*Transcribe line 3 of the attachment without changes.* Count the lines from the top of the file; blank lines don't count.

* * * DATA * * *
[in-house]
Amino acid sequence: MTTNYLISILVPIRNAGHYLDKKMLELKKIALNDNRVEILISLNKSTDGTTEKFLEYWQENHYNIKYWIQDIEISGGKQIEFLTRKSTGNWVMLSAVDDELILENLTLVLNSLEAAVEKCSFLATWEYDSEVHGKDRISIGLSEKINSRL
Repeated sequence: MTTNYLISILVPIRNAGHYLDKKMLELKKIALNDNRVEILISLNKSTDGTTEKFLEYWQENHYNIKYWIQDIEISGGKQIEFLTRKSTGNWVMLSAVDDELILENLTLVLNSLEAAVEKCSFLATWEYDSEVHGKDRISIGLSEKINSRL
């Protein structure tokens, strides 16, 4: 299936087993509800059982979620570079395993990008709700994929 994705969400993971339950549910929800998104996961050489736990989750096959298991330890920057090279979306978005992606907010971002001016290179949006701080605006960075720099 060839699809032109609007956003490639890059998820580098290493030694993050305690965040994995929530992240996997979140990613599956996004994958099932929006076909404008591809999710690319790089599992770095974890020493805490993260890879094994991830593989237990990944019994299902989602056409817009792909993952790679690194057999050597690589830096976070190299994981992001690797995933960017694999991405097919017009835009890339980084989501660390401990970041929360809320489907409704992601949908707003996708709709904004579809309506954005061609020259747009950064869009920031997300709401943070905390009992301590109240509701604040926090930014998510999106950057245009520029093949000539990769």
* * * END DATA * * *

Repeated sequence: MTTNYLISILVPIRNAGHYLDKKMLELKKIALNDNRVEILISLNKSTDGTTEKFLEYWQENHYNIKYWIQDIEISGGKQIEFLTRKSTGNWVMLSAVDDELILENLTLVLNSLEAAVEKCSFLATWEYDSEVHGKDRISIGLSEKINSRL